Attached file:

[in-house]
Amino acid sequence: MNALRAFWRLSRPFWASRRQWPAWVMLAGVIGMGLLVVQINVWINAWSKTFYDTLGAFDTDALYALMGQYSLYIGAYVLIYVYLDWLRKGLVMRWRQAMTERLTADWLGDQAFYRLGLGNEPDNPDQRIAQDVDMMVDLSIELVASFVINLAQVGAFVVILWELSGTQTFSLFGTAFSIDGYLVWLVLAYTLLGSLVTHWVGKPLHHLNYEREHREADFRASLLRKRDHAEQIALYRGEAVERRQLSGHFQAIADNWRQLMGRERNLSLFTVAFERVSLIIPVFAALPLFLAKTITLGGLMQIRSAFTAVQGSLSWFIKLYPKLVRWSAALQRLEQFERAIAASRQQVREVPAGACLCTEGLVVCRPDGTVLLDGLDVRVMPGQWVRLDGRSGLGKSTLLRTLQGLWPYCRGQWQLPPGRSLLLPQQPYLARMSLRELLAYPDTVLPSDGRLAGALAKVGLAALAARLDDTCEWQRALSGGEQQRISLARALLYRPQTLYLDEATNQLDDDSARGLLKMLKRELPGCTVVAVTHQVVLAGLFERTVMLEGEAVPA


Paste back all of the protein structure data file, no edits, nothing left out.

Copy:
[in-house]
Amino acid sequence: MNALRAFWRLSRPFWASRRQWPAWVMLAGVIGMGLLVVQINVWINAWSKTFYDTLGAFDTDALYALMGQYSLYIGAYVLIYVYLDWLRKGLVMRWRQAMTERLTADWLGDQAFYRLGLGNEPDNPDQRIAQDVDMMVDLSIELVASFVINLAQVGAFVVILWELSGTQTFSLFGTAFSIDGYLVWLVLAYTLLGSLVTHWVGKPLHHLNYEREHREADFRASLLRKRDHAEQIALYRGEAVERRQLSGHFQAIADNWRQLMGRERNLSLFTVAFERVSLIIPVFAALPLFLAKTITLGGLMQIRSAFTAVQGSLSWFIKLYPKLVRWSAALQRLEQFERAIAASRQQVREVPAGACLCTEGLVVCRPDGTVLLDGLDVRVMPGQWVRLDGRSGLGKSTLLRTLQGLWPYCRGQWQLPPGRSLLLPQQPYLARMSLRELLAYPDTVLPSDGRLAGALAKVGLAALAARLDDTCEWQRALSGGEQQRISLARALLYRPQTLYLDEATNQLDDDSARGLLKMLKRELPGCTVVAVTHQVVLAGLFERTVMLEGEAVPA